"I mean you no harm," he vowed when she eased another step from him. He frowned and seemed truly bothered by her fear of him. "River," the former Operative held out his hands. "We need to talk."
"No," River whispered, wanting nothing to do with him, terrified of his touch. He had too many dead souls clinging to him and she didn't want to feel their pain, their anguish. "Don't touch me."
He paused at the fear in her voice, glancing down at his hands, so close to coming to rest on top of her own. He let them drop to his sides in understanding. "I won't touch you," he promised.
River reached a corner and pressed herself into it. "Leave me alone," she pleaded mournfully.
The former Operative pursed his lips. "I can't."
The sound of a gun clearing a holster with a whisper slide of metal against leather came from his right. The hammer clicked back and the former Operative stilled, glancing slowly to his right and discovering Connor with mild surprise. He turned his gaze back on River. "You have a protector," he commented casually.
Connor stepped between them, forcing him to retreat a few steps and blocking his line of sight of the younger woman. "Back up," she ordered, her voice tight and angry.
He tilted his head and smiled. "You really think she needs defending?" he asked the pilot, bemused by her chivalry, but pleased to see it nonetheless. She was breathing hard, as if she'd run back to be at River's side, and she appeared as battle worn as her companion.
His eyes told Connor that he knew full well what River was capable of. He'd seen so first hand. "Just because she doesn't need it doesn't mean she doesn't deserve it." He started to move past her. "Ah-ah." She waggled the gun at him.
"I must speak with her," the former Operative insisted, his face losing all traces of amusement. "It's of the utmost importance."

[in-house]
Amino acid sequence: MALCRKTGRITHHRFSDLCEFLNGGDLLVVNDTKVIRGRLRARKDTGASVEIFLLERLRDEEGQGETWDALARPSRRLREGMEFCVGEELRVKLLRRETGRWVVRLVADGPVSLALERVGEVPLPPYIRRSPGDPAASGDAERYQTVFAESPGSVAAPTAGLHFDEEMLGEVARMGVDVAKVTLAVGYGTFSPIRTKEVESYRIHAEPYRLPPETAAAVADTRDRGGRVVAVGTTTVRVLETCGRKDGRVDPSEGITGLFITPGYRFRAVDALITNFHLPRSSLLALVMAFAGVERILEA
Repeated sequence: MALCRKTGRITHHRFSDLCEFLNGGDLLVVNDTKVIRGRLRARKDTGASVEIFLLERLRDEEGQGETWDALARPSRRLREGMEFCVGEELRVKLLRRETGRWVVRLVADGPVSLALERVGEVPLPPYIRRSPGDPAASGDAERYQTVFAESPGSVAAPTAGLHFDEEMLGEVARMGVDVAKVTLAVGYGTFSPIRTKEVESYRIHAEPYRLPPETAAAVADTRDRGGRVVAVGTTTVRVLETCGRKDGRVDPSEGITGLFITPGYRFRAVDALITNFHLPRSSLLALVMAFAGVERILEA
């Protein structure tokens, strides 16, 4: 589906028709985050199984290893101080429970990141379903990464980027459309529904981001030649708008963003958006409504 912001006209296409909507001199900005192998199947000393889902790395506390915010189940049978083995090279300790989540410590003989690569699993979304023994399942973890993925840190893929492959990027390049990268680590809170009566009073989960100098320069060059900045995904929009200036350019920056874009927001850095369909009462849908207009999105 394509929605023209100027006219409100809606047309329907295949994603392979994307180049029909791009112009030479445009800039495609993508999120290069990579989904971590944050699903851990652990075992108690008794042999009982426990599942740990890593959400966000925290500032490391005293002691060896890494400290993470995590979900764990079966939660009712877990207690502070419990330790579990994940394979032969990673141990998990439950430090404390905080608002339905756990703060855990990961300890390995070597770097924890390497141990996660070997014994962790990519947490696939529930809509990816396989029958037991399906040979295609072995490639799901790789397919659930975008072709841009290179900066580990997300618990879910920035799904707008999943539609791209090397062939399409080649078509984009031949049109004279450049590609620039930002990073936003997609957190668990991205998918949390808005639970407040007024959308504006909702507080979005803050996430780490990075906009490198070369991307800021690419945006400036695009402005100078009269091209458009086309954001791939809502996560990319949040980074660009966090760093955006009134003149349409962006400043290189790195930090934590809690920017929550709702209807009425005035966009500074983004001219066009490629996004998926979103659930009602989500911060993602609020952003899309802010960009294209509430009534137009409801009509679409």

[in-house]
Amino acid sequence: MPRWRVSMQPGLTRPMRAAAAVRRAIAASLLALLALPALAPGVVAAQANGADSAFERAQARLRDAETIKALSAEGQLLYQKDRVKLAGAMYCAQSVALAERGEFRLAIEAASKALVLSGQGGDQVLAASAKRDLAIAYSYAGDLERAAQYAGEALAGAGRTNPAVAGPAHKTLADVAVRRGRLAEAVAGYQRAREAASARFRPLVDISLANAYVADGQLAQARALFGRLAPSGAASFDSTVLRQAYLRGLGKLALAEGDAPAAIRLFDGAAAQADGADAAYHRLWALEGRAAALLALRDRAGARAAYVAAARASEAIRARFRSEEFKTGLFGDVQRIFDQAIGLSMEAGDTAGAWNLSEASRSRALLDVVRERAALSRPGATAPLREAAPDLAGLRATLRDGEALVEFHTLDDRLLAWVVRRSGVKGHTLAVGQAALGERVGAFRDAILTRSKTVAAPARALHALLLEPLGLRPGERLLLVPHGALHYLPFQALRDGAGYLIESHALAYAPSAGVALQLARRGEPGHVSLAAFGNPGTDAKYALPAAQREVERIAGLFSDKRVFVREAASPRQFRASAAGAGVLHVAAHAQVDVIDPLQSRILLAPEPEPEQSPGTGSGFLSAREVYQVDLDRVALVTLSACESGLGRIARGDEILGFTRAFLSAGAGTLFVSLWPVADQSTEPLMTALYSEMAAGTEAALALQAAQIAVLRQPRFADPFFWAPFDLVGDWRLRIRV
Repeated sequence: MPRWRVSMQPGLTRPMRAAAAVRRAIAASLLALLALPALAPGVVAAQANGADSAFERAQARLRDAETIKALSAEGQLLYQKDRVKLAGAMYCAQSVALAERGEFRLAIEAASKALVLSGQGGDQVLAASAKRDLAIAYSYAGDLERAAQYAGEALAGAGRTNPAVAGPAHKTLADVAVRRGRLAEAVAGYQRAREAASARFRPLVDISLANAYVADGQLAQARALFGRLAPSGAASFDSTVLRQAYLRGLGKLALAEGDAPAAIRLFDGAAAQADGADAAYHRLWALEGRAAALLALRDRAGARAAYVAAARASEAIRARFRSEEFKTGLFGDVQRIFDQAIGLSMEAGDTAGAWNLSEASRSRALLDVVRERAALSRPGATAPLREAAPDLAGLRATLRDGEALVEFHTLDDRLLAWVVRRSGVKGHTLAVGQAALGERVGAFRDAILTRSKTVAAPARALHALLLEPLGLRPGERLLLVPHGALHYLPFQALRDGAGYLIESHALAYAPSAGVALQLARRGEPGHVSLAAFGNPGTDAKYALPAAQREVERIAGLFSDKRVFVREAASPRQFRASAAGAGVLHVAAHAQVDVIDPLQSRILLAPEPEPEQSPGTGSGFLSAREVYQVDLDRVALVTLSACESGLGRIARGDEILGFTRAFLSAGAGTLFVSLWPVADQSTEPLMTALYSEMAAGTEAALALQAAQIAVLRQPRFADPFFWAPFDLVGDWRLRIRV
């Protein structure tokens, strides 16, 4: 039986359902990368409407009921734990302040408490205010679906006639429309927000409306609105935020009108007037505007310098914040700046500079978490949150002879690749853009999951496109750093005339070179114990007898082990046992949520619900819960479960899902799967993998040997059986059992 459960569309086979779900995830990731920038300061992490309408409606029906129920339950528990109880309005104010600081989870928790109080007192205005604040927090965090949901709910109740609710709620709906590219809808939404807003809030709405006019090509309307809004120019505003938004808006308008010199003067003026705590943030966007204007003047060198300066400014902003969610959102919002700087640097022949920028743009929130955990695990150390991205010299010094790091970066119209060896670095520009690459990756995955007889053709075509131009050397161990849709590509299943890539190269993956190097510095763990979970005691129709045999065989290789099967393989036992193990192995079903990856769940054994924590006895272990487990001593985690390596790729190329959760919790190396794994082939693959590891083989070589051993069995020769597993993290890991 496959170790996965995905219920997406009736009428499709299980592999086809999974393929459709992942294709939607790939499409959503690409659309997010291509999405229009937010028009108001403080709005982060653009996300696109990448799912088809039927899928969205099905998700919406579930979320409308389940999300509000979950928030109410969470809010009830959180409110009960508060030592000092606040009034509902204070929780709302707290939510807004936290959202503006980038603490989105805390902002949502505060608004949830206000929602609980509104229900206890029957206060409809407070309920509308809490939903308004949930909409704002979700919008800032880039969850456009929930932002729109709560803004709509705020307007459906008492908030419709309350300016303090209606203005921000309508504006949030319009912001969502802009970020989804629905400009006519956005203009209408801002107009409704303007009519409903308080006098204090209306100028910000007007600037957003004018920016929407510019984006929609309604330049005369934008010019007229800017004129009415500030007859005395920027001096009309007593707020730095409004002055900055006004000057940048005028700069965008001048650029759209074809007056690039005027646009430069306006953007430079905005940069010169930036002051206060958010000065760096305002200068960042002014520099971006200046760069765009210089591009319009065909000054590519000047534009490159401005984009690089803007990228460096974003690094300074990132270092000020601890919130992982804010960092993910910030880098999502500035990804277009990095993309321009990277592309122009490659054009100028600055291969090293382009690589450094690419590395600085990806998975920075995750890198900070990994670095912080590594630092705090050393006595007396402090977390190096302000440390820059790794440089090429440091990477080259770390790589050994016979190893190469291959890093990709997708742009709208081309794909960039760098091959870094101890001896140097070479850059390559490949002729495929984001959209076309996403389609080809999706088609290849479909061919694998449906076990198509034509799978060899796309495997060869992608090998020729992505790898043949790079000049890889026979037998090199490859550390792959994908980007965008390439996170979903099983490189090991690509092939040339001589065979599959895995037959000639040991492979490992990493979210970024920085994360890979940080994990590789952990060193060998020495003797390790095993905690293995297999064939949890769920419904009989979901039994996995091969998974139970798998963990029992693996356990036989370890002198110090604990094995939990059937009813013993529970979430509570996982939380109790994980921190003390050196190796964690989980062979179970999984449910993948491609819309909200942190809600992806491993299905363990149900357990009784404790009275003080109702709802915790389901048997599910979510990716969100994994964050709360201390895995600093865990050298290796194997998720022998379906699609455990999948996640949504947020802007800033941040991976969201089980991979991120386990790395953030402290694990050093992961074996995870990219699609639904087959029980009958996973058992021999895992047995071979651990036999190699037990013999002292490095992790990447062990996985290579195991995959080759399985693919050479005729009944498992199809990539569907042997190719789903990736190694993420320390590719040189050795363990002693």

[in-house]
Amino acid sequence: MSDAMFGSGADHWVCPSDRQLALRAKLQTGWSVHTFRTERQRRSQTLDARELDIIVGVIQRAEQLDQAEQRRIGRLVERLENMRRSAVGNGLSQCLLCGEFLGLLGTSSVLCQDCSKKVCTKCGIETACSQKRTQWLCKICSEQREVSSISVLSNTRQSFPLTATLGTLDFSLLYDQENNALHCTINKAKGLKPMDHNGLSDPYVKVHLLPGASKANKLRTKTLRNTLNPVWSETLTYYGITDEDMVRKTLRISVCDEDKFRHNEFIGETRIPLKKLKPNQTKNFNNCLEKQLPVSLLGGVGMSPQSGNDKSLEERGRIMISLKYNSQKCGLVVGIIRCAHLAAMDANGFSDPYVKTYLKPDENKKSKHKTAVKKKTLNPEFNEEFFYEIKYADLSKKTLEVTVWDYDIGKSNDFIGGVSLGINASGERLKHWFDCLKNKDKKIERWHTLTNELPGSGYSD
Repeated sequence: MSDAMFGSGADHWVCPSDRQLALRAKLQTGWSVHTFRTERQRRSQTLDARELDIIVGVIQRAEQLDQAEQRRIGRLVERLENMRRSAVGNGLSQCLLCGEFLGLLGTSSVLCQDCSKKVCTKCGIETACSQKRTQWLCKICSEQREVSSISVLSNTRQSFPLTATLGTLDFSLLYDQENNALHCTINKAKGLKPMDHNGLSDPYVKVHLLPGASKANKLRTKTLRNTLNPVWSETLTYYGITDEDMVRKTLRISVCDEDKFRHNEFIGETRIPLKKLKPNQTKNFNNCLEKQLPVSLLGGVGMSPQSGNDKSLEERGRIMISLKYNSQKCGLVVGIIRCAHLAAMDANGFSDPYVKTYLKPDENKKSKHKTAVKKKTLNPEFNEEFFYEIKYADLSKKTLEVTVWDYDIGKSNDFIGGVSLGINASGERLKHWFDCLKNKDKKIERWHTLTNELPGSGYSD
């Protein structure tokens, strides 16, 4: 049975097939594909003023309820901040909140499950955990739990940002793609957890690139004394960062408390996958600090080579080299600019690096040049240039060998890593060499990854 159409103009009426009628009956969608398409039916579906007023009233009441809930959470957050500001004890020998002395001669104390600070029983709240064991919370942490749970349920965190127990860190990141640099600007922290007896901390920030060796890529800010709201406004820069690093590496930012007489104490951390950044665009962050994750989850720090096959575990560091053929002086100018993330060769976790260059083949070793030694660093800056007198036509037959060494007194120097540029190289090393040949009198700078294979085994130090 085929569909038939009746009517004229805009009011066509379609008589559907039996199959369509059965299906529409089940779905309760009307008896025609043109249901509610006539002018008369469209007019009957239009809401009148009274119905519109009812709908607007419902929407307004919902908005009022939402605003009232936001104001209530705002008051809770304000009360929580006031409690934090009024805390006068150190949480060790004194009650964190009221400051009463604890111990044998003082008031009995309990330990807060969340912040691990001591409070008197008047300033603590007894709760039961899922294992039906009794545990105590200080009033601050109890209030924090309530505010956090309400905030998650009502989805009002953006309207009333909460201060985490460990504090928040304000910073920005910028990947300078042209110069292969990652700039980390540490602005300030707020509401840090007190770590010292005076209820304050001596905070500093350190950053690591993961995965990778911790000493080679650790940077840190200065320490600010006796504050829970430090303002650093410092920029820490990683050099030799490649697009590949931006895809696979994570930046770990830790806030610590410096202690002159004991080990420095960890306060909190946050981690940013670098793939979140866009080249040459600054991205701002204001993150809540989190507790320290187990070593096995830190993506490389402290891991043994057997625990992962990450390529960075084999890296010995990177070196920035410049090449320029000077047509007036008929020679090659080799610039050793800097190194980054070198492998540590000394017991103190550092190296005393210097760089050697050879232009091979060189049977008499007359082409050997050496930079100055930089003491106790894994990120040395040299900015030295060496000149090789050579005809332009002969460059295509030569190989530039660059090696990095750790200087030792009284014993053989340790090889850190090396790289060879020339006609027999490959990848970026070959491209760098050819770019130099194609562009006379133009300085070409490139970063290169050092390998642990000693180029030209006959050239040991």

Connor felt River's hand fist in the back of her coat as the younger woman's chin came to rest on her shoulder. Warm breath, coming a little too fast, ghosted across Connor's neck. She could feel River's fear, her revulsion, and it stirred her guts and nerves like a hornets' nest.
"What do you want?" River asked slowly.
The former Operative merely looked at her for a long moment. "River," he murmured, seeming to forget Connor was even there. "I've waited a long time for this moment."
"Look," Connor said forcefully, growing more wary of the man by the second. "I don't know what this is about "
"It's about destiny," he said as his dark gaze flickered to Connor before tracking back almost magnetically to River's. "River and I have always been destined to meet. When our paths last crossed we changed the universe."
Connor took a sharp breath and jammed the muzzle of the gun into his chest in the vicinity of his heart. "You're the Operative." The monster, Connor realized.
"Former," he corrected primly. "Mal has spoken of me. Not surprising."
Connor shook her head. "No. River told me about you. How you hunted her, murdered her friends. Because of you, I'm flying in a dead man's chair." Thoughts of her son, of her family, flickered across Connor's mind. The screams they'd made as they died. She met his gaze unflinchingly. "Give me one good reason I shouldn't pull this trigger. Give me one good reason I shouldn't give Zoe a measure of satisfaction in making you dead."
He looked at her blandly, a serene expression on his features. "Then you wouldn't know."
"Know what?" Connor spat, her finger twitching on the trigger.
He moved like a blur of light. One second he was unarmed, at their mercy. The next, Connor and River were on the floor in a tangle of limbs. The pilot coughed as she tried to suck in air, her sternum screaming in pain where he'd jabbed her with his fingers. He had her gun pointed at her head.
"The secret," he said with a smile.